The sheer volume of media coverage of the American election cycle makes it impossible to keep on top of everything being reported, and even harder put it all together into a database worth analyzing from a sociological standpoint.

Thankfully, computers are excellent and chewing through immense mounds of repetitive information, and Election Watch from the University of Bristol does just that. It automatically trawls through thousands of articles, identifies actors, actions, and if the link between is a positive or a negative.

For the 2012 election cycle, more than 90,000 articles have already been parsed, and that's just the beginning. This tool is set to be presented at the 13th conference of the European Chapter of the Association for Computational Linguistics, and not only will they be showing off the data from this year, but also the last five election cycles (though that information comes strictly from the New York Times).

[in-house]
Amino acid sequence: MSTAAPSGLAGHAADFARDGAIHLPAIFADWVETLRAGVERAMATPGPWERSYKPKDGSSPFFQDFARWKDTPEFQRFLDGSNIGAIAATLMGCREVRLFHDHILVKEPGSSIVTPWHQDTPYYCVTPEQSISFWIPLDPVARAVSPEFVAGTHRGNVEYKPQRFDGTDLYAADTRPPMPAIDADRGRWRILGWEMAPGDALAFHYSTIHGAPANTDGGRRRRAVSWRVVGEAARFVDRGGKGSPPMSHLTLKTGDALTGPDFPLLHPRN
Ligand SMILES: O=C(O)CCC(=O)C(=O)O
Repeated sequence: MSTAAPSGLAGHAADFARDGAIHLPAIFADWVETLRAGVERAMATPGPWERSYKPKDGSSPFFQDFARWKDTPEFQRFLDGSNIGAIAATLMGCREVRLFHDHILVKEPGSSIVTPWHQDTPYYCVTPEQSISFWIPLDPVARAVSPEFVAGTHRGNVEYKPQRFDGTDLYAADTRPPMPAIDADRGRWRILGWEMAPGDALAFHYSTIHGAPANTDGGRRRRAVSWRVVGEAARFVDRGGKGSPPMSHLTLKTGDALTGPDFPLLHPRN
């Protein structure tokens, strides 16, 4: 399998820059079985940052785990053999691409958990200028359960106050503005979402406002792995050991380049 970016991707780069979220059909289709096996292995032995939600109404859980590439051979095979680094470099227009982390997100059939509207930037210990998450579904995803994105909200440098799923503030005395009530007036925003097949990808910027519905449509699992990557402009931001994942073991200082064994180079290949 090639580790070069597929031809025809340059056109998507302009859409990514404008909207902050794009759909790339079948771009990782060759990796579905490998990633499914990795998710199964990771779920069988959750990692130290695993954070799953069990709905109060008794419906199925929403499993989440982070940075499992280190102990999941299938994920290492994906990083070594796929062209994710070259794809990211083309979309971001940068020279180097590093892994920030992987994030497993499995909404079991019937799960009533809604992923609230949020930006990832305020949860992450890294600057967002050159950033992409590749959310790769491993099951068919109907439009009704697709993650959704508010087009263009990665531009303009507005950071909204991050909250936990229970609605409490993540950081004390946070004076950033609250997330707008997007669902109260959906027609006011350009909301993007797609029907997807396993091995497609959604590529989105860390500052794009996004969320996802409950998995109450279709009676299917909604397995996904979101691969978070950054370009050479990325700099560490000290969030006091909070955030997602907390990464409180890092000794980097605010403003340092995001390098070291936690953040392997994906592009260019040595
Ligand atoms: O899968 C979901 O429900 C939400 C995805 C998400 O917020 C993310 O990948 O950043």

So, why is any of this useful — apart from making pretty graphs? On an academic level, it gives policy wonks a huge corpus of data to play, to rapidly track statements and shifting statements, without needing to hand code hundreds of articles. It also serves to create maps exploring the labyrinthine interactions between players on the political scene, where their views interact, and where they differ.